man pages section 1: User Commands

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Updated: July 2014

rm (1g)


rm - remove files or directories


rm [OPTION]... FILE...


User Commands                                               RM(1)

     rm - remove files or directories

     rm [OPTION]... FILE...

     This  manual  page  documents  the  GNU  version  of rm.  rm
     removes each specified file.  By default, it does not remove

     If  the  -I or --interactive=once option is given, and there
     are more than three files or the -r, -R, or --recursive  are
     given,  then rm prompts the user for whether to proceed with
     the entire operation.  If the response is  not  affirmative,
     the entire command is aborted.

     Otherwise, if a file is unwritable, standard input is a ter-
     minal, and the -f or --force option is not given, or the  -i
     or --interactive=always option is given, rm prompts the user
     for whether to remove the file.   If  the  response  is  not
     affirmative, the file is skipped.

     Remove (unlink) the FILE(s).

     -f, --force
          ignore nonexistent files and arguments, never prompt

     -i   prompt before every removal

     -I   prompt  once  before removing more than three files, or
          when removing recursively.   Less  intrusive  than  -i,
          while still giving protection against most mistakes

          prompt  according  to WHEN: never, once (-I), or always
          (-i).  Without WHEN, prompt always

          when removing a hierarchy recursively, skip any  direc-
          tory  that  is  on a file system different from that of
          the corresponding command line argument

          do not treat '/' specially

          do not remove '/' (default)

     -r, -R, --recursive
          remove directories and their contents recursively

GNU coreutils 8.16   Last change: March 2012                    1

User Commands                                               RM(1)

     -v, --verbose
          explain what is being done

          display this help and exit

          output version information and exit

     By  default,  rm  does  not  remove  directories.   Use  the
     --recursive  (-r  or -R) option to remove each listed direc-
     tory, too, along with all of its contents.

     To remove a file whose name starts with a '-',  for  example
     '-foo', use one of these commands:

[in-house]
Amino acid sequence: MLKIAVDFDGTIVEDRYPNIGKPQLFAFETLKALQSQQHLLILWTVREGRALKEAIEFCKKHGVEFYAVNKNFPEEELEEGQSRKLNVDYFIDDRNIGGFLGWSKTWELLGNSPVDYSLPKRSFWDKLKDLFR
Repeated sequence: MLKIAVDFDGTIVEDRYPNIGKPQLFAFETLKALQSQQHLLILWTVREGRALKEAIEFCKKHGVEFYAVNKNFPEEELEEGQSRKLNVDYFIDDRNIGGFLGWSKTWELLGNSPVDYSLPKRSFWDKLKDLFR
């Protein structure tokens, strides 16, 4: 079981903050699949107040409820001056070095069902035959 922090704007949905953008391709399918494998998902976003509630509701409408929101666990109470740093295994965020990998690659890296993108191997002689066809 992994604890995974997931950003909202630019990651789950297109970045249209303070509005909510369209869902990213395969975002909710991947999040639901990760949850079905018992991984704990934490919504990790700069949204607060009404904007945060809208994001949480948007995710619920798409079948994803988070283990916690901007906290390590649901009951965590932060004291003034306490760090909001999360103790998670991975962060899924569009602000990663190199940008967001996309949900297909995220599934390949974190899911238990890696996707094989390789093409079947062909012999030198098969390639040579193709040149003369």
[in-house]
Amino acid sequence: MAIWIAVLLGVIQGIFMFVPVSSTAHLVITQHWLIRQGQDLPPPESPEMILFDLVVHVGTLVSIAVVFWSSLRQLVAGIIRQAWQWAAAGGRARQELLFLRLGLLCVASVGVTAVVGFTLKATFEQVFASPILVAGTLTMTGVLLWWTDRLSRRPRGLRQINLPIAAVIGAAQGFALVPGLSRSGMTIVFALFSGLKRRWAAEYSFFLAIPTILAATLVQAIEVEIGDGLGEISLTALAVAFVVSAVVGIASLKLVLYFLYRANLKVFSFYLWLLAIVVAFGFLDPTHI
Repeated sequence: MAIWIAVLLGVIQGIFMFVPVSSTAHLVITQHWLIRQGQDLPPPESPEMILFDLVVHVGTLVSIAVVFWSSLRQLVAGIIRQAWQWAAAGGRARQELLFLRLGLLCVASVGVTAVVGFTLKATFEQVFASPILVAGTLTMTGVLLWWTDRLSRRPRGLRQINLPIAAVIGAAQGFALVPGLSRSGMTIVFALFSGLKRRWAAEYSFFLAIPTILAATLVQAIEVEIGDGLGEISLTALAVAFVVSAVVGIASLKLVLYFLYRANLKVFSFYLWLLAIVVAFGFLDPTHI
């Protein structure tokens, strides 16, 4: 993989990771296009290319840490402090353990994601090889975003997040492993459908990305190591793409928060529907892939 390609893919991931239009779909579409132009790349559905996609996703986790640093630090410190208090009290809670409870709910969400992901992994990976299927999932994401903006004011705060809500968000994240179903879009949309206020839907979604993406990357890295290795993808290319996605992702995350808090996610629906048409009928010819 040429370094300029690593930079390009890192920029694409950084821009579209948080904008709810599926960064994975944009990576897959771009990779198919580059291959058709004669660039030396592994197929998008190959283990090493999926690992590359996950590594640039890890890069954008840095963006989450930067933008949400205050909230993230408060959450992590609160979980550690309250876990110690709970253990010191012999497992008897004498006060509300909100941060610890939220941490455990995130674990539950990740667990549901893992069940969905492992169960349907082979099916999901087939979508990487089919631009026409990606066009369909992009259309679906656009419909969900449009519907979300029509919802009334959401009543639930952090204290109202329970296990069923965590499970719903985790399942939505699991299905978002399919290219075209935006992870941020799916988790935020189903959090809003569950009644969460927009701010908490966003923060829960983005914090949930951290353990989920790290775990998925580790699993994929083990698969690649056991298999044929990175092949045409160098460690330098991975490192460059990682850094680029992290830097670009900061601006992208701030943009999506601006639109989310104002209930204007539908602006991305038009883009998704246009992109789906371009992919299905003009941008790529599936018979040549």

rm -- -foo

          rm ./-foo

     Note that if you use rm to remove a file, it might be possi-
     ble to recover some of its contents, given sufficient exper-
     tise  and/or  time.  For greater assurance that the contents
     are truly unrecoverable, consider using shred.

     Written by Paul Rubin, David MacKenzie, Richard M. Stallman,
     and Jim Meyering.

     Report rm bugs to
     GNU  coreutils home page: <
     General help using GNU  software:  <
     Report   rm   translation  bugs  to  <http://translationpro->

     Copyright (C) 2012 Free Software Foundation,  Inc.   License
     GPLv3+:      GNU      GPL     version     3     or     later
     This is free software: you are free  to  change  and  redis-
     tribute  it.   There is NO WARRANTY, to the extent permitted
     by law.

     See  attributes(5)  for  descriptions   of   the   following

GNU coreutils 8.16   Last change: March 2012                    2

User Commands                                               RM(1)

     |Availability   | file/gnu-coreutils |
     |Stability      | Uncommitted        |
     unlink(1), unlink(2), shred(1)

     The  full  documentation  for  rm is maintained as a Texinfo
     manual.  If the info and rm programs are properly  installed
     at your site, the command

          info coreutils 'rm invocation'

     should give you access to the complete manual.

     This   software   was   built   from   source  available  at   The   original
     community       source       was       downloaded       from

     Further information about this software can be found on  the
     open  source  community  website at

GNU coreutils 8.16   Last change: March 2012                    3